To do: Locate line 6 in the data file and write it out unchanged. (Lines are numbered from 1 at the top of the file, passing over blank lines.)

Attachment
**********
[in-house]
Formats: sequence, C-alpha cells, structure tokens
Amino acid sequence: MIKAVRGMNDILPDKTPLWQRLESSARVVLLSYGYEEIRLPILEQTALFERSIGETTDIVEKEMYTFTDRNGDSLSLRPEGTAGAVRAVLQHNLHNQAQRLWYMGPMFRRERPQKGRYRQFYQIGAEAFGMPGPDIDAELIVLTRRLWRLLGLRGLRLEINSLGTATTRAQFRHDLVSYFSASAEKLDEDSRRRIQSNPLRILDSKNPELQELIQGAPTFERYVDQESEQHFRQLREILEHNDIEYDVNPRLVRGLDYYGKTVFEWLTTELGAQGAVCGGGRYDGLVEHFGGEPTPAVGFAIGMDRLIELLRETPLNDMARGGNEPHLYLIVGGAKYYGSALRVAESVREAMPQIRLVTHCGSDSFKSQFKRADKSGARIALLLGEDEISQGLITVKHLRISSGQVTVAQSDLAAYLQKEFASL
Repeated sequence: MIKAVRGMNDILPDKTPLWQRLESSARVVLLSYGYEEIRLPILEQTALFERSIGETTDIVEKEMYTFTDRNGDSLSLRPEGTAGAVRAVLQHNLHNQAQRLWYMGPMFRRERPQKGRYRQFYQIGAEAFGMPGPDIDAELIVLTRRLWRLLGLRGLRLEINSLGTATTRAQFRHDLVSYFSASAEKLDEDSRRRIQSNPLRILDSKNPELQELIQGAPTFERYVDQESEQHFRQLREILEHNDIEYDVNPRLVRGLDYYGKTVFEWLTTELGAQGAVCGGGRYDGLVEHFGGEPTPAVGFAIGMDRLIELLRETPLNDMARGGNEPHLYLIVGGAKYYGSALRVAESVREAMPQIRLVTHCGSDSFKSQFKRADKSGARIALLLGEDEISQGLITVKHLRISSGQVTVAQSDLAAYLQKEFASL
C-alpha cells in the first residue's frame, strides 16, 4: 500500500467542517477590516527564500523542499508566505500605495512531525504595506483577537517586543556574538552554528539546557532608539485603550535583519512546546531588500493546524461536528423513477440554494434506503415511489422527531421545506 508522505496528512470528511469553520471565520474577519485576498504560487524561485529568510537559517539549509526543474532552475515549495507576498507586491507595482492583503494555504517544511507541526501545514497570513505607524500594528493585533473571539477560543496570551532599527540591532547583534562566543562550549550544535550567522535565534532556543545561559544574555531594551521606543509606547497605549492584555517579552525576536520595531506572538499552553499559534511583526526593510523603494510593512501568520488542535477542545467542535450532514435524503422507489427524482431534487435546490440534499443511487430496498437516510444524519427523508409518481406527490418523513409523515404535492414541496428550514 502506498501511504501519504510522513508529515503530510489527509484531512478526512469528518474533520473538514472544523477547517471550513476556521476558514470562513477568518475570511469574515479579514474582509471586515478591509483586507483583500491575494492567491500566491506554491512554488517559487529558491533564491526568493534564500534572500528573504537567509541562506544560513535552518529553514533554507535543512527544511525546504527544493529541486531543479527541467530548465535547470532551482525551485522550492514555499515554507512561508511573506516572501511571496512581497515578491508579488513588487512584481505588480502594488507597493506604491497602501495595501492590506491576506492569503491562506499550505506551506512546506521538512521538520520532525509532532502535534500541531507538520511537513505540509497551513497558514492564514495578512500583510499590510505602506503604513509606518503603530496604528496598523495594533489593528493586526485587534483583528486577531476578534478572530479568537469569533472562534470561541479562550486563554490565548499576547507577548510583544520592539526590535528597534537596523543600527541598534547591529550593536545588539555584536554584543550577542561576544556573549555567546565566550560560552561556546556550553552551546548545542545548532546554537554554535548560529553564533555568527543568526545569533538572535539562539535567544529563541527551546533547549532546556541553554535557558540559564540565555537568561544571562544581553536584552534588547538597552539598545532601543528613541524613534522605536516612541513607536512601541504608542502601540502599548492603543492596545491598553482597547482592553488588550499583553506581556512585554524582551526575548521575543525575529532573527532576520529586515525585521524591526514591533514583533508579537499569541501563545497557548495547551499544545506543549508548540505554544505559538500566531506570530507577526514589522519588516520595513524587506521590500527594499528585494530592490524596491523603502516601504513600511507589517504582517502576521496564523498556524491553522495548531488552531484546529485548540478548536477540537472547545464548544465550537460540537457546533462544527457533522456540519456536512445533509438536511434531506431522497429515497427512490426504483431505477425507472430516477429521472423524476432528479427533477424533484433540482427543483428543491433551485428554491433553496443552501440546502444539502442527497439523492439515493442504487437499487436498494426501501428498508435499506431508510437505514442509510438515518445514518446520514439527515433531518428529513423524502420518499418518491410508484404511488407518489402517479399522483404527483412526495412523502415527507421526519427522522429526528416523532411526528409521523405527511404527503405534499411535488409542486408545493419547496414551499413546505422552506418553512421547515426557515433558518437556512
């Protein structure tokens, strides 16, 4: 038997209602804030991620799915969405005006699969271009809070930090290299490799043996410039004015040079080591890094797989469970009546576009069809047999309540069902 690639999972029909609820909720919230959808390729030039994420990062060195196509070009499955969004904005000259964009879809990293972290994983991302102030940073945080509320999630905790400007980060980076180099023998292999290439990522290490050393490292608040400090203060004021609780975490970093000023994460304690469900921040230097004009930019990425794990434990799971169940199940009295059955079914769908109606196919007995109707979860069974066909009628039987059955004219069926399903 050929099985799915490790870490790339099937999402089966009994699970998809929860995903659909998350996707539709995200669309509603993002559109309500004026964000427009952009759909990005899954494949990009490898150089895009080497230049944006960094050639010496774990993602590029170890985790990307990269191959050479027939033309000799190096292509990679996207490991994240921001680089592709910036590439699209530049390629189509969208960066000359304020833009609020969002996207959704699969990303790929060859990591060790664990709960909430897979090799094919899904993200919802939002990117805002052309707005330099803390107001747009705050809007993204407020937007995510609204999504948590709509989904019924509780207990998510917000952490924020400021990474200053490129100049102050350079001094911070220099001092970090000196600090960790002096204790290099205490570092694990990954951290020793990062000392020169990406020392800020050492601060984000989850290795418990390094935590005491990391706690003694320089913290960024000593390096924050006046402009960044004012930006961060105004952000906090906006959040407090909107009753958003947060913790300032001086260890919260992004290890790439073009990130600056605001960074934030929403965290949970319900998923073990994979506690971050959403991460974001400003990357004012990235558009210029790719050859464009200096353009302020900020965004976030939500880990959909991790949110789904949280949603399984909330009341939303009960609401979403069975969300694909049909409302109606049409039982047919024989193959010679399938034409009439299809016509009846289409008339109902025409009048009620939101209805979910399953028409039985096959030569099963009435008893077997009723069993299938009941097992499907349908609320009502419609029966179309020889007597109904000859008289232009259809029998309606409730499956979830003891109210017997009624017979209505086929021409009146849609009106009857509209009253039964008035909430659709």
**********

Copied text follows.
């Protein structure tokens, strides 16, 4: 038997209602804030991620799915969405005006699969271009809070930090290299490799043996410039004015040079080591890094797989469970009546576009069809047999309540069902 690639999972029909609820909720919230959808390729030039994420990062060195196509070009499955969004904005000259964009879809990293972290994983991302102030940073945080509320999630905790400007980060980076180099023998292999290439990522290490050393490292608040400090203060004021609780975490970093000023994460304690469900921040230097004009930019990425794990434990799971169940199940009295059955079914769908109606196919007995109707979860069974066909009628039987059955004219069926399903 050929099985799915490790870490790339099937999402089966009994699970998809929860995903659909998350996707539709995200669309509603993002559109309500004026964000427009952009759909990005899954494949990009490898150089895009080497230049944006960094050639010496774990993602590029170890985790990307990269191959050479027939033309000799190096292509990679996207490991994240921001680089592709910036590439699209530049390629189509969208960066000359304020833009609020969002996207959704699969990303790929060859990591060790664990709960909430897979090799094919899904993200919802939002990117805002052309707005330099803390107001747009705050809007993204407020937007995510609204999504948590709509989904019924509780207990998510917000952490924020400021990474200053490129100049102050350079001094911070220099001092970090000196600090960790002096204790290099205490570092694990990954951290020793990062000392020169990406020392800020050492601060984000989850290795418990390094935590005491990391706690003694320089913290960024000593390096924050006046402009960044004012930006961060105004952000906090906006959040407090909107009753958003947060913790300032001086260890919260992004290890790439073009990130600056605001960074934030929403965290949970319900998923073990994979506690971050959403991460974001400003990357004012990235558009210029790719050859464009200096353009302020900020965004976030939500880990959909991790949110789904949280949603399984909330009341939303009960609401979403069975969300694909049909409302109606049409039982047919024989193959010679399938034409009439299809016509009846289409008339109902025409009048009620939101209805979910399953028409039985096959030569099963009435008893077997009723069993299938009941097992499907349908609320009502419609029966179309020889007597109904000859008289232009259809029998309606409730499956979830003891109210017997009624017979209505086929021409009146849609009106009857509209009253039964008035909430659709």